Imagine a boy, paunchy and wired with the infectious excitement of youth, poring over a newspaper. On the newspaper are times for the local cinema. Everything from Hollywood melodrama to foreign art films are plastered across the paper. The boy glares intently, squinting to seek out the best viewing option. This is not the last movie the boy will watch, nor is it the first. For he will grow up to be the world’s most famous movie geek, Quentin Tarantino. The films he seeks out now will have a profound impact on him as an adult moviemaker, seeping their way into his own creations, for better or for worse. The now fully grown Tarantino has not shied away from his influences, subtly slipping a few into a film here and there, no. He has fully embraced the movies he grew up with, adding as many references and pop culture infused dialogue into his own art as he possibly can. Tarantino is still that little boy, sweaty with anticipation of the opportunity waiting in celluloid. He is a film nerd who wants to make a movie like the movies he loves. What makes him different than the average wannabe filmmaker, is that Tarantino is insanely talented. Thus, his influences, when mixed with his brilliant writing and directing, make something wonderful. But, to truly enjoy a Tarantino film, one must first look to the past and see the films that inspired and molded young Quentin into the man we know and, for the most part, love today.
Stanley Kubrick’s 1956 crime classic, The Killing, looks relatively small when put next to the films in Kubrick’s overall oeuvre, it certainly did not seem insignificant at all to Tarantino. As one can see by the man’s filmography, he’s a huge fan of crime pictures and noir with snappy dialogue. The Killing provides all this, as well as a darker underlying message and one of the best endings in crime movie history. It’s no wonder Tarantino looked to this for inspiration when writing and shooting his debut, Reservoir Dogs. Reservoir Dogs takes the basic tried and true heist gone wrong formula and then adds in lots of fast paced dialogue and directorial flourishes. Tarantino even pays homage by using some of the same shots as The Killing. The opening scene in the diner closely resembles the meeting of the heist crew in The Killing in shot composition and thematic purpose. Yet, this is just one example in a career filled with references and allusions. Reservoir Dogs is an impressive and satisfying debut film, and it is certainly enhanced by Tarantino’s deft use of his cinematic influences. This pattern would keep up for his entire career.
The clearest example of his use of past films for inspiration is his near constant allusion to the genre of the western. It’s no coincidence Tarantino consistently uses the music of Ennio Morricone in his movies. Whether it be in films like Kill Bill, or in actual westerns like Django Unchained, one would be safe in assuming the western is the genre to affect and inspire Tarantino most. While Tarantino has always favored final shootouts (See: Pulp Fiction) and western-esque elements, his most obvious foray into the genre was in Kill Bill. There, he crafted an original revenge tale solely around the concept of mashing together other genres and films. Tarantino cites The Good, The Bad, and The Ugly as his all-time favorite film. With Kill Bill, it shows. The opening black and white shot of Uma Thurman’s character being threatened with a revolver harkens back to a similar shot with Clint Eastwood and Eli Wallach in Sergio Leone’s film. The Kill Bill movies are filled with more western references, to everything from The Searchers to Once Upon a Time in The West. Under less talented hands, this could have become a derivative mess. But because of his immense skill, it all coalesced into something beautiful, with his references adding to the films, becoming more than just a smartly placed series of winks and nudges. Sometimes, like the severed ear scene in Reservoir Dogs (a reference to a particularly bloody part of Sergio Corbucci’s Django) it is nothing more than Tarantino having some fun. Other times, as in his casting of blaxploitation star Pam Grier in Jackie Brown, it adds another entire layer to the film. With this seemingly harmless nod to the popular blaxploitation cinema of the ’70s, Jackie Brown becomes not only another crime picture, but a commentary on the genre itself and a sort of post-modern blaxploitation comeback film for Mrs. Grier.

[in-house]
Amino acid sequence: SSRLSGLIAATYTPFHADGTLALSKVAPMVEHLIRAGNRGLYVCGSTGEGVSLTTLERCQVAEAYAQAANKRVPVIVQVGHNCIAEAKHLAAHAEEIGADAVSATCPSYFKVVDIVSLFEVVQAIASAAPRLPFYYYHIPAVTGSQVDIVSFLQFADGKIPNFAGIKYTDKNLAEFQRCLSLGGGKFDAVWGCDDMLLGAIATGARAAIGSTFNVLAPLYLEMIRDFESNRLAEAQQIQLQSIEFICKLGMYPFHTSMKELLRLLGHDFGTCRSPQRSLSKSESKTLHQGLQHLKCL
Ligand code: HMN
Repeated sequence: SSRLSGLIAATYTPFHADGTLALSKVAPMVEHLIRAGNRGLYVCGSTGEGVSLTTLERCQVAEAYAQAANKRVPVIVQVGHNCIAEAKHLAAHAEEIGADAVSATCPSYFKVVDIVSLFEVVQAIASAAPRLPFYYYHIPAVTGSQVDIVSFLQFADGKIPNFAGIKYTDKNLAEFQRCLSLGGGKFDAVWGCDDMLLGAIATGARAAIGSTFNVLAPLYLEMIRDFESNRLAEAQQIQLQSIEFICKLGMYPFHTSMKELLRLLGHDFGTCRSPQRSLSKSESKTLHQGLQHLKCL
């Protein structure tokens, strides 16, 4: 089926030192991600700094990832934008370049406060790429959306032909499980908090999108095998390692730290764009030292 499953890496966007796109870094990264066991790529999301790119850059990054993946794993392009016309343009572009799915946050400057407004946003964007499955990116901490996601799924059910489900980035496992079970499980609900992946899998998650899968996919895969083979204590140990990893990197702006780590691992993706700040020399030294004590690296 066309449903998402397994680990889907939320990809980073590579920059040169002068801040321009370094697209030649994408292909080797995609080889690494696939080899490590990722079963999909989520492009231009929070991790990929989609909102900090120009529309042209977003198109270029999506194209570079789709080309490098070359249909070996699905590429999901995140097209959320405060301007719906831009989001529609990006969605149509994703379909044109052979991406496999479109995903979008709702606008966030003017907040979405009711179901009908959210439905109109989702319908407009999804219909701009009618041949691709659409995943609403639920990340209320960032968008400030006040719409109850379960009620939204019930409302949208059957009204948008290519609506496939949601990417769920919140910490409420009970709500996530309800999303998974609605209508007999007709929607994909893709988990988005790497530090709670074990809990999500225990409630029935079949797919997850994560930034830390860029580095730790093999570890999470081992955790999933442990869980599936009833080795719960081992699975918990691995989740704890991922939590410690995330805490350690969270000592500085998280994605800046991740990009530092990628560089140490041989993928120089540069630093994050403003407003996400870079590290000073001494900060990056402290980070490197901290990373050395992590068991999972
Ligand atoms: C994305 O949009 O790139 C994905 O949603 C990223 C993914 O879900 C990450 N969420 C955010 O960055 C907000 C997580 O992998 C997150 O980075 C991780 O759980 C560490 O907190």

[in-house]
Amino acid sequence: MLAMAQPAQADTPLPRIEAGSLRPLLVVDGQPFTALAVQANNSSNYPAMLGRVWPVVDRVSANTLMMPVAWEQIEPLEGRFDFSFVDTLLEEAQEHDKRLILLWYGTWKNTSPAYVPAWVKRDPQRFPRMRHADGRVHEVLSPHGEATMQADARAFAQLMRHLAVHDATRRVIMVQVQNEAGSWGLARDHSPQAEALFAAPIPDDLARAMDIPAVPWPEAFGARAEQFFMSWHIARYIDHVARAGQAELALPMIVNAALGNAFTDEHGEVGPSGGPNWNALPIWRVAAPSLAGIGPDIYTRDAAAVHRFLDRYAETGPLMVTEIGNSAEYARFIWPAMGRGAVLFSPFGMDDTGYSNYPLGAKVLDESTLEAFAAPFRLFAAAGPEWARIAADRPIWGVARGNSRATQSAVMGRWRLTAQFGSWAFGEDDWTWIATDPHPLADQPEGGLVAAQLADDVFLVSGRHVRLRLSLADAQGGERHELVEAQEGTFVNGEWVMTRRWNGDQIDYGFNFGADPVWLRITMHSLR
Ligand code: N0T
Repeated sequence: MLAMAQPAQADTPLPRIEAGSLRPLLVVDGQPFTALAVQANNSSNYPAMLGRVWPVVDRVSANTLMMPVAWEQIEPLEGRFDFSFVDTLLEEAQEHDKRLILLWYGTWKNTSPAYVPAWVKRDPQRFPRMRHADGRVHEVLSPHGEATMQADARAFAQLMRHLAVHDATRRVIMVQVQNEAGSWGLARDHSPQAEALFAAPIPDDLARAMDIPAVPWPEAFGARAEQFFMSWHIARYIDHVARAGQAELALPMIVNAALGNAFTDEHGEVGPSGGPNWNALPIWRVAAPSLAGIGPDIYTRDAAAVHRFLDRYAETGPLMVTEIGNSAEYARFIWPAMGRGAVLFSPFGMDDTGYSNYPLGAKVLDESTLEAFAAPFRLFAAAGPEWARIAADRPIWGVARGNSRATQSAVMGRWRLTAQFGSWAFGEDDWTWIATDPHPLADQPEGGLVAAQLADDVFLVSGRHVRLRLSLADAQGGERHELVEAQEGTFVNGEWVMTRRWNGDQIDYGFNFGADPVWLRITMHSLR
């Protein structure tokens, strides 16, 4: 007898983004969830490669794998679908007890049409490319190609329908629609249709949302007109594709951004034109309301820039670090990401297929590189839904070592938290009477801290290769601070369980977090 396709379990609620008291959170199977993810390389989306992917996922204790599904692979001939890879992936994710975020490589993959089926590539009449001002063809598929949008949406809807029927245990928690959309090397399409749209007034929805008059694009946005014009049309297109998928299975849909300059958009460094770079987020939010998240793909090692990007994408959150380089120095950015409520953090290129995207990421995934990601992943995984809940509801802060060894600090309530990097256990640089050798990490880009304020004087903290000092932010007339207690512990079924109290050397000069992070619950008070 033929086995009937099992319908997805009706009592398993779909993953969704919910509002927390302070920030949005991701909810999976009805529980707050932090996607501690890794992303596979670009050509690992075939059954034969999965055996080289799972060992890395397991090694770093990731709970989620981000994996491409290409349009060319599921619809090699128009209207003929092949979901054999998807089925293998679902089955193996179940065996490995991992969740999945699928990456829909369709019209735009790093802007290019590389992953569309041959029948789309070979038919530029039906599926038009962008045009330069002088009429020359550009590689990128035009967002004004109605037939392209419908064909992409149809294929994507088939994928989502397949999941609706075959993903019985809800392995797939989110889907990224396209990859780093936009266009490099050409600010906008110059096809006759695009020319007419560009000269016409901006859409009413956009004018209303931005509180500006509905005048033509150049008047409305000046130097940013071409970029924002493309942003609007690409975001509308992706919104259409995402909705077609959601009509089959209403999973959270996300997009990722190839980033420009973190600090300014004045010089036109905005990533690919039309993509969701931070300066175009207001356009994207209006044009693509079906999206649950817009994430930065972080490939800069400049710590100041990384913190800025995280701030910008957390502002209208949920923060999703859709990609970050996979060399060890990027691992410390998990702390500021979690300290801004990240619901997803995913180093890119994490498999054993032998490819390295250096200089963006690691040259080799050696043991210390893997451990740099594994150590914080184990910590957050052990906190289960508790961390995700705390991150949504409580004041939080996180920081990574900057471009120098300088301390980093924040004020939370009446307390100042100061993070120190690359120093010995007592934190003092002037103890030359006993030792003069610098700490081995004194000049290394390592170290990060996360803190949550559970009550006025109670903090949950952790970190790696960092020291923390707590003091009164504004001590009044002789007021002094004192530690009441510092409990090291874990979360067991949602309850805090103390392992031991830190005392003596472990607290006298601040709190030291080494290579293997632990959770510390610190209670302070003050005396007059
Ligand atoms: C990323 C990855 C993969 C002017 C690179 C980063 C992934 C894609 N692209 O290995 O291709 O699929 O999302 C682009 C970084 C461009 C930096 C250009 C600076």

Tarantino’s entire career is about elevating this material into something better. He took an obscure spaghetti western from an unheard of director, and took his own free form version of it all in Django Unchained. He wants to make a war movie like The Dirty Dozen? He will, but it will certainly be more than the stuff it was inspired by. Tarantino has made his purpose in filmmaking to tell people about his love of movies. All he is really trying to do in making films is to tell everyone that movies are great and this is why. He is constantly channeling that paunchy and wired boy poring over the movie listings in the newspaper whenever he does anything. Just recently, he took over the New Beverly theatre in Los Angeles, and will be showing primarily prints of old films. Like his moviemaking, this is another attempt by Tarantino to make the world love the wonders of cinema s much as he does. It’s an admirable effort, really, and one that I can totally get behind. What’s more noble than sharing one’s enthusiasm? I can only hope Tarantino continues on this path for many years to come. For if there is anything the world needs more of, it is movies, and the joy that comes along with them.